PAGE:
It's true that community building is relationships but you have to question why people would want to build these relationships?
The biggest reason tends to be that there is some benefit to them in doing so. This means that there has to be a reason for both sides of the relationship to engage with each other. What makes this happen tends to fall into one of two categories:
A. They get some form of social capital as a result of participating in the community and/or
B. they get access to something(s)/someone(s) as a result of that community.
If you can crack how this applies to your community, you will have people banging down the doors to join.
I think this is correct but it's important to understand why this is the case.
If you say you want to be community first, what you are saying is that people need to buy into the greater thing that your product enables, likely before it's even available.
The only people that buy into the idea of something are early adopters. These are people that don’t need something tangible or even something perfect to be excited by it. Just the prospect of that something is exciting because it’s a must-have for them.
It follows then, that it’s easier to validate ideas and then sell into a group of people that are already excited about something than the other way around.
I discovered that growing a community is no different from growing a product.
Consider the AARRR funnel (aka the pirate metrics), one of the most popular frameworks used by startups. In a general sense, communities have the same basic funnel.
You still have to figure out how people will find out about your community (Acquisition), what their great first experience should be (Activation), how to get them to come back (Retention), how to monetize them, directly or indirectly (Revenue) and how to get them to tell others about the community (Referral).
And just like with a product, you will always have one of these steps that has the biggest problem or largest opportunity that will help move the needle on growth.
Using the analogy of a product again, just as you need product-market fit in that context, you need community-market fit in this context as well. The importance of this fit cannot be understated because this is what tells you about the must-haveness of your community, which in turn determines if people will even stick around for the long term.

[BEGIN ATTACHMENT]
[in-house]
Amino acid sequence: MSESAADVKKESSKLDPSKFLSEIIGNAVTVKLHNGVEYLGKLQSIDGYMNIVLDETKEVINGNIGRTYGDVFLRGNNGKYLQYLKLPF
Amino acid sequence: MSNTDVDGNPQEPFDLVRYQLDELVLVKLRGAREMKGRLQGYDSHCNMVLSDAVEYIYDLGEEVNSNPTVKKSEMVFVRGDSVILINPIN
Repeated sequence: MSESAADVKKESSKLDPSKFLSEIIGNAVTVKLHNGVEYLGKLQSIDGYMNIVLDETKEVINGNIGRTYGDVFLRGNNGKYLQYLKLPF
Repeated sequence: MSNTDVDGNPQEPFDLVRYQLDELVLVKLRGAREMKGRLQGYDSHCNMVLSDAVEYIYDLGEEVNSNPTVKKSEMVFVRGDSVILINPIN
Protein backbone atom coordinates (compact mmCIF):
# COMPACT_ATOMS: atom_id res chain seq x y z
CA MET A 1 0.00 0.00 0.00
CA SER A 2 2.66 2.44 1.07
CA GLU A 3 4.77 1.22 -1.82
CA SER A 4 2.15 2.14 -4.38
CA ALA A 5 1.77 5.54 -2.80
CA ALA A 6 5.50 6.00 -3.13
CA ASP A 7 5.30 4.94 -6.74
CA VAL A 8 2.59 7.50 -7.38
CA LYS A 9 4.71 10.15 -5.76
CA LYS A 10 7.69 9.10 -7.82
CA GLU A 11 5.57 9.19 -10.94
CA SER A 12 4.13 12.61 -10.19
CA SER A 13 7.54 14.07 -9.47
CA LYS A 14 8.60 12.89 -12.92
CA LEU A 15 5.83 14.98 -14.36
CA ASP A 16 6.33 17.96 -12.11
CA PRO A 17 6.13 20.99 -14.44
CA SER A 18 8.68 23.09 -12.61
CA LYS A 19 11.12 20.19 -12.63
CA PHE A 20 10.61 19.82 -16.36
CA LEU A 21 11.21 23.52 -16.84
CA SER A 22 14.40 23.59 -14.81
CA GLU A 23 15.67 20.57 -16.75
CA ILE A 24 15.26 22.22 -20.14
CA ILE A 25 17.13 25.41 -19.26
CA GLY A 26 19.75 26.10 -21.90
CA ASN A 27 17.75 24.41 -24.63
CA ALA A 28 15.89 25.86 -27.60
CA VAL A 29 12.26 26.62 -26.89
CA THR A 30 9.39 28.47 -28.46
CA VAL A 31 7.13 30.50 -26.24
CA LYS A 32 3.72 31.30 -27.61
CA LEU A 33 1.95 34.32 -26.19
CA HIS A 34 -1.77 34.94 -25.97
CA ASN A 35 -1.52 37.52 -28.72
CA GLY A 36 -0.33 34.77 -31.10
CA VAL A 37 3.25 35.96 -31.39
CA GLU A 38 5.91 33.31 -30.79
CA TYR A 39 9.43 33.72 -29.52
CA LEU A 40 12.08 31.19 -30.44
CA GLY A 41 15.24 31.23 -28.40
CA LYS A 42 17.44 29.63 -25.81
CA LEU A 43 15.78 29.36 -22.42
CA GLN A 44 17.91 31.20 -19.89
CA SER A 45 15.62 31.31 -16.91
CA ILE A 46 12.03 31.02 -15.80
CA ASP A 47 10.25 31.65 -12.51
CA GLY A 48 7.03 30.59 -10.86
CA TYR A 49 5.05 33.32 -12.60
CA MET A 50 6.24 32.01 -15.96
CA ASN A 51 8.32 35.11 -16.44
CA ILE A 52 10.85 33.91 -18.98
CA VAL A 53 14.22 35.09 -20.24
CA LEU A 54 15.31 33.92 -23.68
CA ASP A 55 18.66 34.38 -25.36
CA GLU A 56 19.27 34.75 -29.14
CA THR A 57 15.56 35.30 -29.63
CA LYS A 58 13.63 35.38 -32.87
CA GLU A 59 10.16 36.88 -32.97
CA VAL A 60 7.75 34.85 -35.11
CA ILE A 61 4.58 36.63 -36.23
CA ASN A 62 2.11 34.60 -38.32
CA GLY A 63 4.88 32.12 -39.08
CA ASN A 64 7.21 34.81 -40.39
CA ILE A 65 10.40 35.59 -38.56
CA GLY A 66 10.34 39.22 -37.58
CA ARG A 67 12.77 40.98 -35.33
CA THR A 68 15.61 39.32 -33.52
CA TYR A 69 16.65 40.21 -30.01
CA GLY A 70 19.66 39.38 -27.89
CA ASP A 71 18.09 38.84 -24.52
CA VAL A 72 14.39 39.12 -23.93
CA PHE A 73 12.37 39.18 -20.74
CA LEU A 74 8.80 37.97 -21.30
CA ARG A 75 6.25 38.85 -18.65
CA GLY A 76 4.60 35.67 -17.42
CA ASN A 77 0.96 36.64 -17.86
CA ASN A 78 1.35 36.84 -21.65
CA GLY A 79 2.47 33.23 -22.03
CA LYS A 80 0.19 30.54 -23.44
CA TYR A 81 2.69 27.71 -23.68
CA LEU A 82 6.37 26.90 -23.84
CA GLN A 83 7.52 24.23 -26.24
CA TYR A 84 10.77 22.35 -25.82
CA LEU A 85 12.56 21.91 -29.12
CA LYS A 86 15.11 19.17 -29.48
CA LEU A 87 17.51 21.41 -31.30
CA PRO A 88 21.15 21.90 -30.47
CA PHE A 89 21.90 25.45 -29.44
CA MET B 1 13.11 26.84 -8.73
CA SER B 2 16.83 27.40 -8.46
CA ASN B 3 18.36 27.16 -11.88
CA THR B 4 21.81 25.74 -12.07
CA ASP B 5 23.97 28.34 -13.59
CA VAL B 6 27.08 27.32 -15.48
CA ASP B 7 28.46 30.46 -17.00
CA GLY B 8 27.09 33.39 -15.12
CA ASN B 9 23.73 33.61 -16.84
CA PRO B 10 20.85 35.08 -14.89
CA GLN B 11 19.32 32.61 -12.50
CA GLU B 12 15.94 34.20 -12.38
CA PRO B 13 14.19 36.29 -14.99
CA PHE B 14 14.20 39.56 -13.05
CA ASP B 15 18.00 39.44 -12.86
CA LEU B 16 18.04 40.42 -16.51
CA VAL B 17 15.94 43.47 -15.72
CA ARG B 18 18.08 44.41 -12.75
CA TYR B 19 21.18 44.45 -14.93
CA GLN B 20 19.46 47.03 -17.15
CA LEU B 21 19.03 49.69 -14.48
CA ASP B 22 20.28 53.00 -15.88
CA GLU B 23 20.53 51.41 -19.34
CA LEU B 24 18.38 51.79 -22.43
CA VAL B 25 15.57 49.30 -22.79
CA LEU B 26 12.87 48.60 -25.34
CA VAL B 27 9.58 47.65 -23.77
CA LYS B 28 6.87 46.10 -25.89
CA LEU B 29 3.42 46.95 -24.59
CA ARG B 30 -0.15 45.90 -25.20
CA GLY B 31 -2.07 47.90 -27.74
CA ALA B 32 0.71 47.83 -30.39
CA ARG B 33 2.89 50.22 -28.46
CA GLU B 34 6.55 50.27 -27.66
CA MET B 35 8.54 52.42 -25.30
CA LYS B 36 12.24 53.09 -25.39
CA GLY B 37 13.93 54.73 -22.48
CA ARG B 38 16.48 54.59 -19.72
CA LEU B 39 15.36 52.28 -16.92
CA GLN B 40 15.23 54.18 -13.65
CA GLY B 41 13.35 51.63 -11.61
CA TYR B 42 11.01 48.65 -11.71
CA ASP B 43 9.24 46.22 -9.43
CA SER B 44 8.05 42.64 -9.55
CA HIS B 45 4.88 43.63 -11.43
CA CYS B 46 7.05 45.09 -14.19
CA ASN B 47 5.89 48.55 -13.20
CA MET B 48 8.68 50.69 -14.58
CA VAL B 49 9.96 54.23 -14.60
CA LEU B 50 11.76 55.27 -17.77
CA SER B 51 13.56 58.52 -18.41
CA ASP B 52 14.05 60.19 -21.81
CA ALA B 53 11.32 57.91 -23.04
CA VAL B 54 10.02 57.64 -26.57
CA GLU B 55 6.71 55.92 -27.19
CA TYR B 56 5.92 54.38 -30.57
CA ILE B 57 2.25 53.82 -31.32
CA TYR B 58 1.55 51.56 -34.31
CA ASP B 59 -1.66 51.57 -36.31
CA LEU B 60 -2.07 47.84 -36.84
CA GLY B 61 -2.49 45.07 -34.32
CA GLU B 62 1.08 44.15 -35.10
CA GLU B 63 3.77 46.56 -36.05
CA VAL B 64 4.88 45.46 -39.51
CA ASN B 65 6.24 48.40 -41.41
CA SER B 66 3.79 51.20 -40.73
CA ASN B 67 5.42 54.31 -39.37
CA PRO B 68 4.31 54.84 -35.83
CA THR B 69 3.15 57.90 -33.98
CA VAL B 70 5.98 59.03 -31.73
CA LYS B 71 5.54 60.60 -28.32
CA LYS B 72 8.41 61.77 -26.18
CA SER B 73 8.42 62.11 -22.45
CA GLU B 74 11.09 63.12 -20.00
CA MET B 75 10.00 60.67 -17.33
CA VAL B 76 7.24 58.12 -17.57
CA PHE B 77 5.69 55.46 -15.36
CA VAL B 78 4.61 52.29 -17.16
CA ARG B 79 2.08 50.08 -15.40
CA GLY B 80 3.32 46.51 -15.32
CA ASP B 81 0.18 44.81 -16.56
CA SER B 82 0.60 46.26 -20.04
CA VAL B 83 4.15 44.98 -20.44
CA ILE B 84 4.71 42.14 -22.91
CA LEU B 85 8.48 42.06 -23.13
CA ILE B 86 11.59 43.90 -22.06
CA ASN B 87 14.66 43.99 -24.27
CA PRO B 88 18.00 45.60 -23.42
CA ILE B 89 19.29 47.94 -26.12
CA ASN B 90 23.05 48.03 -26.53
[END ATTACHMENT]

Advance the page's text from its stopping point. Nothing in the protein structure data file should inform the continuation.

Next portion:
This goes back to the point about community-market fit and must-haveness. This is why you can’t let just anyone into your community (at first).
You have to be super selective about your first 10-50 members. These have to be people who feel as passionately about (the need for) your community as you do. If this means you have to interview them to ascertain how deeply they feel the need for your community, do it. You cannot compromise on who this initial group of people is. If you do, you risk falling into the trap of constantly harassing them to engage.
On the other hand, if the need is great, you won’t have to do much prodding, they will engage on their own. If anything, they will harass you (in a good way) about improving the community to add more value. This will result in you building a white-hot core within your community.
The knock-on effect of this is that these people will do the job of spreading the word about the community as well, to attract more people like them. This in turn will set the culture of the community at an appropriately high level.
Building communities is hard work. It will take more time and effort than you realize to get it off the ground. The reason for this is because you are counting on someone to change habits. You are asking them to take time out of their day, their work, their free time, their me time, their family time and spend it in your community, This is a tall order.
This is why it’s so important to validate the need for your community first and figure out its must-haveness. Obsess over this as much as you can and you’ll save yourself a ton of headache.
Quora does a great job with its community because to me it’s apparent that they think about community like product. They are intensely focused on retention and they do very discreet things to tackle all 3 phases of retention:
A. Short-term retention (aka activation): They make you pick topics of interest when you sign up to make your first experience relevant to you. They also implement a to-do list which, as you complete, makes you more engaged with the community
B. Medium-term retention: Once you start engaging with the community, they combine information about the topics you said you’re interested in with your usage data to help build a habit around topics you’re most interested in
C. Long-term retention: Once you’ve been part of the community for a while, they take your usage data and present you with topics that allow you to engage at an even deeper level.
This is a powerful example of a community using data to constantly add value to its members.
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